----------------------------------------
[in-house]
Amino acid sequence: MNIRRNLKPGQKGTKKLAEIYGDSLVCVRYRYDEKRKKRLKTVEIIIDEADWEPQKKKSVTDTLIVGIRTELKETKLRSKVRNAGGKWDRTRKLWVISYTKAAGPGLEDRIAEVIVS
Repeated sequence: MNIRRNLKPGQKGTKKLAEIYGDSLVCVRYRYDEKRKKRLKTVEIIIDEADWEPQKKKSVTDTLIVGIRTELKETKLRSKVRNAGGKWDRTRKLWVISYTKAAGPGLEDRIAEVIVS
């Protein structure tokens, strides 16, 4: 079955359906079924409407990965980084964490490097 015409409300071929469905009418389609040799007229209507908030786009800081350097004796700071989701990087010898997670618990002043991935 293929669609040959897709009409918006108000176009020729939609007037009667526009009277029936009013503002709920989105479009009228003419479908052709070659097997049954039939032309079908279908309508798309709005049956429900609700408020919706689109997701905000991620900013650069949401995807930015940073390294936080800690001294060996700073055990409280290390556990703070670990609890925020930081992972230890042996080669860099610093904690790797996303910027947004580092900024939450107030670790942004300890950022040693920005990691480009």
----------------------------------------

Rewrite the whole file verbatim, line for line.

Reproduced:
[in-house]
Amino acid sequence: MNIRRNLKPGQKGTKKLAEIYGDSLVCVRYRYDEKRKKRLKTVEIIIDEADWEPQKKKSVTDTLIVGIRTELKETKLRSKVRNAGGKWDRTRKLWVISYTKAAGPGLEDRIAEVIVS
Repeated sequence: MNIRRNLKPGQKGTKKLAEIYGDSLVCVRYRYDEKRKKRLKTVEIIIDEADWEPQKKKSVTDTLIVGIRTELKETKLRSKVRNAGGKWDRTRKLWVISYTKAAGPGLEDRIAEVIVS
């Protein structure tokens, strides 16, 4: 079955359906079924409407990965980084964490490097 015409409300071929469905009418389609040799007229209507908030786009800081350097004796700071989701990087010898997670618990002043991935 293929669609040959897709009409918006108000176009020729939609007037009667526009009277029936009013503002709920989105479009009228003419479908052709070659097997049954039939032309079908279908309508798309709005049956429900609700408020919706689109997701905000991620900013650069949401995807930015940073390294936080800690001294060996700073055990409280290390556990703070670990609890925020930081992972230890042996080669860099610093904690790797996303910027947004580092900024939450107030670790942004300890950022040693920005990691480009």